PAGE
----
Smethwick in the 1964 general election

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The West Midlands constituency of Smethwick gained national media coverage in the 1964 general election when Peter Griffiths of the Conservative Party gained the seat against the national trend amidst allegations of racism.

File:The Council Chambers - Smethwick - geograph.org.uk - 688751.jpg
Smethwick council chamber, where the result was announced

Background

After the Second World War, Smethwick attracted a significant number of immigrants from Commonwealth countries, the largest ethnic group being Sikhs from the Punjab in India. There was also a background of factory closures and a growing waiting list for local council accommodation. Griffiths ran a campaign critical of the opposition's, and the government's, immigration policies.[1]

The Conservatives were widely reported as using the slogan "if you want a nigger for a neighbour, vote Labour."[2] Though the Conservatives claimed that these posters were the work of far right groups, Griffiths was quoted as saying "I should think that is a manifestation of popular feeling. I would not condemn anyone who said that."[3][4]

Election result

The 1964 General Election had involved a nationwide swing to the Labour Party which had resulted in the party gaining a narrow five seat majority. However, in Smethwick, the Conservative[5] candidate, Peter Griffiths gained the seat and unseated the sitting Labour MP, Patrick Gordon Walker, who had been the Shadow Foreign Secretary for a year and a half before the election. Griffiths did, however, poll 436 votes less in 1964 than when he stood unsuccessfully for the Smethwick seat in 1959:

General Election 1964: Smethwick
Party Candidate Votes % ±%
Conservative Peter Griffiths 16,690 47.6 +2.3
Labour Patrick Gordon Walker 14,916 42.6 −12.1
Liberal David Hugill 3,172 9.0 N/A
Independent Dudley Trevor Davies 262 0.8 N/A
Majority 1,774 5.1
Turnout 35,040 74.1 −1.8
Conservative gain from Labour Swing −7.2

Figures nevertheless show that votes for Labour's Patrick Gordon Walker had been in decline from the 1950 General Election onwards, culminating in this 1964 defeat by Peter Griffiths. See Smethwick (UK Parliament constituency) for details.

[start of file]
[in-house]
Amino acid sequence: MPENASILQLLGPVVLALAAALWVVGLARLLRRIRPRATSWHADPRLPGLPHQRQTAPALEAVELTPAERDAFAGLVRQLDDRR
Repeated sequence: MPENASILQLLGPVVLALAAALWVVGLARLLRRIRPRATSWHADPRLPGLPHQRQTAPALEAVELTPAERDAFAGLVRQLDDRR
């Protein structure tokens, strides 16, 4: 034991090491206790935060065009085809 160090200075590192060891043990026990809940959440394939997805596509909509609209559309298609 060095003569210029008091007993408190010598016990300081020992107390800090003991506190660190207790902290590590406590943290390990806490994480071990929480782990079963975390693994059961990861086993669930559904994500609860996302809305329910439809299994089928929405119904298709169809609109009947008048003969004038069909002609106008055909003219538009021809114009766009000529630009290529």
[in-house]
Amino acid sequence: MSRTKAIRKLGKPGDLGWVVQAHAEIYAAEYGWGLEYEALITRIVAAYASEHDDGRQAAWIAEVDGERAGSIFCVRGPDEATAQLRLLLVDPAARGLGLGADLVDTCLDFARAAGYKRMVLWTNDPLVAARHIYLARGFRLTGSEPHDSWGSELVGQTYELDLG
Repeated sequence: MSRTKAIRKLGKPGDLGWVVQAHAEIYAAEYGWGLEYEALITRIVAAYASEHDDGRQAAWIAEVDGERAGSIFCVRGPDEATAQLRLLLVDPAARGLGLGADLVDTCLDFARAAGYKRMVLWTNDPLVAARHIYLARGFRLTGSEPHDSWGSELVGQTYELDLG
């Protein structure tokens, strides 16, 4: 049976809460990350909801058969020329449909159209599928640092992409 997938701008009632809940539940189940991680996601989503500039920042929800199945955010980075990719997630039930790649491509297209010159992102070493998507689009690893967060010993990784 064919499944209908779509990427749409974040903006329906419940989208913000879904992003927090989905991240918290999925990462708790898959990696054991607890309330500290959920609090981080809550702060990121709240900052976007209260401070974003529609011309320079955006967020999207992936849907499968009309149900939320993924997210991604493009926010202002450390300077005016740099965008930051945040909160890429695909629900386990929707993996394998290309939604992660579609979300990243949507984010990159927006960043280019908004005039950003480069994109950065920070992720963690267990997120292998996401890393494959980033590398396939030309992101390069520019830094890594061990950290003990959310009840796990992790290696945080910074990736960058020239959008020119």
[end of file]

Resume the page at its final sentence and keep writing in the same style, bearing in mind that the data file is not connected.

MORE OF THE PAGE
Aftermath

Following the election result, a British sect of the Ku Klux Klan was formed, and Black and Minority Ethnic residents in the area had burning crosses shoved through their letterboxes.[1] Peter Griffiths was declared "a parliamentary leper" by Harold Wilson, the new Prime Minister. Griffiths, in his maiden speech to the Commons, pointed out what he believed were the real problems the constituency faced, including factory closures and over 4,000 families awaiting council accommodation. Patrick Gordon Walker subsequently lost the Leyton by-election, 1965, in a usually safe Labour seat, and the election result meant that Malcolm X would visit Smethwick[3] to show solidarity with the black and minority ethnic communities in the area (in particular, the black and Asian community). Nine days after he visited Marshall Street, Malcolm X was shot dead in New York.[6]

The Labour Party regained the seat at the 1966 general election when Andrew Faulds became the constituency's member of parliament.

An official policy of racial segregation was also put into place in Smethwick's housing allocation, with houses on Marshall Street in Smethwick being let only to white British residents. The Tory-led and fully white British council decided to buy vacant houses to prevent "coloureds" from buying the houses, claiming the area had been "completely taken over by immigrants".[7]

The actions taken have been described as "ugly Tory racism" which "killed rational debate about immigration".[5] However, colour bars were then common preventing non-whites from using facilities. The Labour club in Smethwick operated one, as did the local Sandwell Youth Club, which was run by one of the town's Labour councillors.[8]

References

  1. 1.0 1.1 "Britain's Racist Election". Retrieved 17 March 2015.<templatestyles src="Module:Citation/CS1/styles.css"></templatestyles>
  2. Edwards, Kathryn (18 April 2008). "Powell's "rivers of blood" legacy". BBC News. BBC. Retrieved 17 March 2015.<templatestyles src="Module:Citation/CS1/styles.css"></templatestyles>
  3. 3.0 3.1 Arnot, Chris (3 March 1993). "Malcolm X in the Black Country: Chris Arnot revisits Smethwick, where the Black Power leader claimed coloured people were being treated "like the Jews under Hitler"". The Independent. Retrieved 17 March 2015.<templatestyles src="Module:Citation/CS1/styles.css"></templatestyles>
  4. Bleich, Erik (2003). Race: Politics in Britain and France: Ideas and Policymaking Since the 1960s. Cambridges, UK: Cambridge University Press. p. 48. ISBN 0521811015.<templatestyles src="Module:Citation/CS1/styles.css"></templatestyles>
  5. 5.0 5.1 Stanley, Tim (28 November 2013). "Peter Griffiths and the ugly Tory racism of the 1960s killed rational debate about immigration". The Telegraph. Retrieved 17 March 2015.<templatestyles src="Module:Citation/CS1/styles.css"></templatestyles>
  6. "Malcolm X visits Smethwick". Midlands Today. Retrieved 21 March 2015.<templatestyles src="Module:Citation/CS1/styles.css"></templatestyles>
  7. "Smethwick council buying vacant homes to prevent more coloured people moving in on Marshall Street". Retrieved 17 March 2015.<templatestyles src="Module:Citation/CS1/styles.css"></templatestyles>
  8. Jeffries, Stuart (15 October 2014). "Britain's most racist election: the story of Smethwick, 50 years on". The Guardian. Retrieved 6 May 2016.<templatestyles src="Module:Citation/CS1/styles.css"></templatestyles>